A: Receiving inspection confirms the identity and count of the shipment and will generally identify gross damage. As the parts move through the process they are inspected after each significant process step by the technicians performing the step. As each process is more detailed, so is the subsequent inspection more detailed. Additionally, independent inspectors evaluate the work after cleaning, masking, and coating steps and they perform the final inspection.  Advanced Coating also offers Source Inspection for customers who require this additional step in their process. 

Q: What is adhesion promotion, and why would it be necessary? What types of adhesion promotion are available at Advanced Coating?

A: Adhesion promotion is a mechanical or chemical process that increases the strength of the bond between Parylene and the target substrate. Not unlike the difference between how paint adheres to the window jam but not the window glass, different substrates offer different levels of adhesion - adhesion promotion levels the playing field. Options include micro-blasting, plasma, and chemical promotion. While micro-blasting may be suitable for some metal or composite parts, it is unsuitable for PCBs and other delicate items. Vapor and/or liquid application of the industry standard A174 organosilane are available as an option in those cases.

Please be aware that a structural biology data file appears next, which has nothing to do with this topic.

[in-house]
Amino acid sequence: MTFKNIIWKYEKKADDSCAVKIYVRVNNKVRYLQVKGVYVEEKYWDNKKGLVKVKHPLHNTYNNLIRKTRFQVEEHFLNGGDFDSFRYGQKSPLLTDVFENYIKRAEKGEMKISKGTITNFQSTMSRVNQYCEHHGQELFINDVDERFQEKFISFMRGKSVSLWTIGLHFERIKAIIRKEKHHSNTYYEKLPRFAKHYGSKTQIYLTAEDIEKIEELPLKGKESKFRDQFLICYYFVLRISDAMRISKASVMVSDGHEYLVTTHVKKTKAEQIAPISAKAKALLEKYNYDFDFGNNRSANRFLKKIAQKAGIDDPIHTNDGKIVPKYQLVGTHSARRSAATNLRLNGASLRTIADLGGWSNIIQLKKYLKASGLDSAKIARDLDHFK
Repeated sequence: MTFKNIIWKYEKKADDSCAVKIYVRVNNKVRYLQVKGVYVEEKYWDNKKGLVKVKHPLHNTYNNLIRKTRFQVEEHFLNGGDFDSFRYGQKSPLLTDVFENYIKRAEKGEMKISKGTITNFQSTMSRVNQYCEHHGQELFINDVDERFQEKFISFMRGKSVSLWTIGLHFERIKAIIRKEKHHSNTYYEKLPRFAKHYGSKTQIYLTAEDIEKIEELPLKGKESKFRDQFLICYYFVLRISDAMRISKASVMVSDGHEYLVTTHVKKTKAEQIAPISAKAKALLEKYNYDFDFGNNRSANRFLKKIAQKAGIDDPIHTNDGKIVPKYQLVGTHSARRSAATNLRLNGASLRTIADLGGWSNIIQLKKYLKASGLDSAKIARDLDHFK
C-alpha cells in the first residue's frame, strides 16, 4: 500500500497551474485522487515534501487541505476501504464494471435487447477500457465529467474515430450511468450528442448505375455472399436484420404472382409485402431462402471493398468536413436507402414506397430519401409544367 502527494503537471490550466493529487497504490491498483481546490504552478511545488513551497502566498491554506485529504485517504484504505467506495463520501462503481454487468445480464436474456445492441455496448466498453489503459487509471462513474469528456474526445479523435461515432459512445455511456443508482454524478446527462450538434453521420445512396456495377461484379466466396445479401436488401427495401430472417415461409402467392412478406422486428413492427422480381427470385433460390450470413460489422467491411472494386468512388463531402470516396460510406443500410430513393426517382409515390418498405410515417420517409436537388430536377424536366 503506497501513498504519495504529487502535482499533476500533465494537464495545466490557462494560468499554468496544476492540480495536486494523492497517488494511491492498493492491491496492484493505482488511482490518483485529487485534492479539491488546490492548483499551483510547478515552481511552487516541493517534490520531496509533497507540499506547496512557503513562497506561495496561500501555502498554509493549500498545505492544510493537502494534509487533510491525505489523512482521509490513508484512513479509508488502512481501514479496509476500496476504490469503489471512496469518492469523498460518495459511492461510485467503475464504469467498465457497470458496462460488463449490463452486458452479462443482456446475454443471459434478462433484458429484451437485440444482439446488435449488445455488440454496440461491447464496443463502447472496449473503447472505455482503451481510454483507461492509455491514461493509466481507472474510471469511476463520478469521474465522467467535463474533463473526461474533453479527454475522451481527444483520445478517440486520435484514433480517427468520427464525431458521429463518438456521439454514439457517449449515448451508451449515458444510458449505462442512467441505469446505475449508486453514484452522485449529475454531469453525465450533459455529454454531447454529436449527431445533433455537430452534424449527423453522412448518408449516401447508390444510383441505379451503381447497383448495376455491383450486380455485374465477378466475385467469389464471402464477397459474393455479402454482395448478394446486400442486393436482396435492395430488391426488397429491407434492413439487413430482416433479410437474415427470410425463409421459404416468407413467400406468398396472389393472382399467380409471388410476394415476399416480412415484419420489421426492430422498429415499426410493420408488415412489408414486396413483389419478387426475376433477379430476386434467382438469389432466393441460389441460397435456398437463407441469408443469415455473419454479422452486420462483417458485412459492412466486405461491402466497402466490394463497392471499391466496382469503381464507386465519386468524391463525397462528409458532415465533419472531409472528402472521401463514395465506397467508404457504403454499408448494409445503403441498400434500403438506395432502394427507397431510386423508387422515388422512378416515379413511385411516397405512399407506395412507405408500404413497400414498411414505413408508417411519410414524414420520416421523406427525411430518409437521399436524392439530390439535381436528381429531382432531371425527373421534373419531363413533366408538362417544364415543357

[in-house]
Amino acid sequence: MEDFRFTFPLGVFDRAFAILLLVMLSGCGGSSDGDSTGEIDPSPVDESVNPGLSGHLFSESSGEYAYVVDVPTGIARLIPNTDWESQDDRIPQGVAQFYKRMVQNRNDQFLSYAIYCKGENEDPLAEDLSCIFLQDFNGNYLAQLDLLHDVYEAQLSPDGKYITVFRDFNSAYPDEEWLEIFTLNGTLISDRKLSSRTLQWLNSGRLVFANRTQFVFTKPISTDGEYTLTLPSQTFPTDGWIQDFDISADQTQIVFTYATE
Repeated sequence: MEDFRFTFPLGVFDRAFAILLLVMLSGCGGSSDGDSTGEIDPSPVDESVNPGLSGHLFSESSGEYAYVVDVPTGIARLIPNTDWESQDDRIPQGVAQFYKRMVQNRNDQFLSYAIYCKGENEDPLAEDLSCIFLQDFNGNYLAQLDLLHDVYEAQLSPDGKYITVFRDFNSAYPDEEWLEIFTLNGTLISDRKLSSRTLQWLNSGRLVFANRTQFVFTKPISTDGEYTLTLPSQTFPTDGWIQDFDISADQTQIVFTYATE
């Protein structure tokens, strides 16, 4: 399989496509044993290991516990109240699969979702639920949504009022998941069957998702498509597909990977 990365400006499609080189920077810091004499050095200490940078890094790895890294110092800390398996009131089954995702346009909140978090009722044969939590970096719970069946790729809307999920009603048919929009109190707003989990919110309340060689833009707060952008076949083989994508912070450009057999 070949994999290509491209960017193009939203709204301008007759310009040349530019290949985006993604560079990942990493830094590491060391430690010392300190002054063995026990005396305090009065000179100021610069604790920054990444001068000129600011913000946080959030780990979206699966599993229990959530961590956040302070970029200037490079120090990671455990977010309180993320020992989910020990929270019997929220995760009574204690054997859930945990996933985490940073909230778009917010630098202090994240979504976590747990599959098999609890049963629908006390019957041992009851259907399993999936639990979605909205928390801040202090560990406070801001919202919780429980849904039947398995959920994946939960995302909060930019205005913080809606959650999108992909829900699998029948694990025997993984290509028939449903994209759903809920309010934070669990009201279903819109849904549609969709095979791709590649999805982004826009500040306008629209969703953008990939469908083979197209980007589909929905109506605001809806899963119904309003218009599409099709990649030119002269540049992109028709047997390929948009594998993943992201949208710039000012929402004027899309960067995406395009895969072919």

Q: What are the typical lead times? Does the lead time vary by coating?

A: Once products are received from the customer, the standard lead time is 5 – 10 business days for all Parylene coating types. Expedited processing is available.